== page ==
In the interest of safety, what are some common fire code/safety issues most talked about in public buildings?
Well, if you were to ask inspectors, who typically look over common areas, stairways, closets, utility rooms and more, you’d get an earful.
Oftentimes, it all comes down to storage, as in, “How are things being stored?” Simple, ordinary combustibles should not be stored under or around electrical panels and sprinkler systems– but they often are. Did you know that items should be stored more than 18 inches from fire sprinkler heads? If that rule isn’t followed, and things get piled high, up to the ceiling in a room, what good are those sprinklers going to do if they’re essentially blocked from fully doing their job? Keep this in mind, too: if a fire does break out, it’s usually one or two sprinkler heads that will end up controlling it. But what if the fire breaks out in the one spot in a room where the sprinkler heads are blocked by improperly stored items? Don’t let that happen!
How about things that get placed in corridors and hallways that don’t really belong there? Have you ever visited a building where the hallways were blocked by all sorts of things, like cabinets, desks, tables, chairs and garbage? If a fire breaks out, how are people supposed to rush out of a building that has blocked hallways full of “stuff?” If you take a tape measure and can’t find at least 44 wide inches of open space to walk through in a typical hallway, that’s not good. Basically, it’s best to keep corridors and hallways clear and unobstructed in the interest of safety.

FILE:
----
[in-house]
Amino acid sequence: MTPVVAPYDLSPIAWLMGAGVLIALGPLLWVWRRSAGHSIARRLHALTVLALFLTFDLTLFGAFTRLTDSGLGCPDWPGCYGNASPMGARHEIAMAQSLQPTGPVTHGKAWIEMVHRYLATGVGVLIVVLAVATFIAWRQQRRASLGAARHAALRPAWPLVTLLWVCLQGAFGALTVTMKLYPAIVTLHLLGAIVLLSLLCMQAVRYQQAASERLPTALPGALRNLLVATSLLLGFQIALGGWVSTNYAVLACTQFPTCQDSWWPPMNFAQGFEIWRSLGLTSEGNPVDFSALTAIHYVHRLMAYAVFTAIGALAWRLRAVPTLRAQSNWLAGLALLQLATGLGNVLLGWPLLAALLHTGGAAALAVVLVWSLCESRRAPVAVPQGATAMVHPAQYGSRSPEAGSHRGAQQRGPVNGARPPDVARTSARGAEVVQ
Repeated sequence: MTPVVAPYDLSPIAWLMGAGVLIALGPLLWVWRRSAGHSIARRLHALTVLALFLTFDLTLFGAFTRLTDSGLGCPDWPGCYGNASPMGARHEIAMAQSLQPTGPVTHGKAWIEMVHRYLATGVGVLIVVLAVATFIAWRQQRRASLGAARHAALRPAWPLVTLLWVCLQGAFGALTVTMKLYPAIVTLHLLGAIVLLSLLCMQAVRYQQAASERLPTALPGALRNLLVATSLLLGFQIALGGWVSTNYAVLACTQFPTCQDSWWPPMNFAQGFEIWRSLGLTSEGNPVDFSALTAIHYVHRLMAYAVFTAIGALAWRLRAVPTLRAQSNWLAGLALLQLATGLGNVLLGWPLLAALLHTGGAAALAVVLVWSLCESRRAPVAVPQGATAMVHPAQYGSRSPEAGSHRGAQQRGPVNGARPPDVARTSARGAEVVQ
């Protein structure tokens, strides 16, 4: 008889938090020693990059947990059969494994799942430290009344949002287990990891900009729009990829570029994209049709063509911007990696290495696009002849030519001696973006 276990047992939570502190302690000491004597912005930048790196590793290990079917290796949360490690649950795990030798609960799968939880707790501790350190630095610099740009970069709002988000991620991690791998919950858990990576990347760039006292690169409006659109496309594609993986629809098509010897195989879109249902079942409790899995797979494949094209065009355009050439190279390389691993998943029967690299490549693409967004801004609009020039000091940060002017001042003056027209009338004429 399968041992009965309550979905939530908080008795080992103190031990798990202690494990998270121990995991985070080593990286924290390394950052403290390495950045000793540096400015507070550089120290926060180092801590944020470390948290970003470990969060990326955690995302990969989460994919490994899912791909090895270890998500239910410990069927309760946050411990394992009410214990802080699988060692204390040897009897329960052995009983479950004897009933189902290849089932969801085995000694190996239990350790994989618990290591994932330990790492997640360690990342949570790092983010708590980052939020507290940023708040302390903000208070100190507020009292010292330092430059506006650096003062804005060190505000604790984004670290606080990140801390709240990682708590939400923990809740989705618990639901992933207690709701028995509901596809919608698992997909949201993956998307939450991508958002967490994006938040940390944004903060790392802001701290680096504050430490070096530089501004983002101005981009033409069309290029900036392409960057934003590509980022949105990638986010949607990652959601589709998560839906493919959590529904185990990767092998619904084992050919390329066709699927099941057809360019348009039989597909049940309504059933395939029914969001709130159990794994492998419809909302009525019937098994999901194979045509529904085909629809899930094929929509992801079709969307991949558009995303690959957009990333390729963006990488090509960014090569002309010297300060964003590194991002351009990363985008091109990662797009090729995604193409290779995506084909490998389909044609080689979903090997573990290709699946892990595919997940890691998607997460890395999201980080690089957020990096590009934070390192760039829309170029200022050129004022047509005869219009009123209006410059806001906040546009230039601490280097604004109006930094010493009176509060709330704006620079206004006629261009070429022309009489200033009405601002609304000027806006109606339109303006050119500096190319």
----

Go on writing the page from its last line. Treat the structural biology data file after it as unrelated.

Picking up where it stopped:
Certain doors are fire doors– meant to serve as fire barriers. Unfortunately, some people prop or wedge them open such that they couldn’t properly function if there was a fire.
Other problems you’ll find in most buildings include improperly stored flammable fluids/liquids, extension cords being used as permanent wiring (not cool!), and non-compliant upholstered furniture.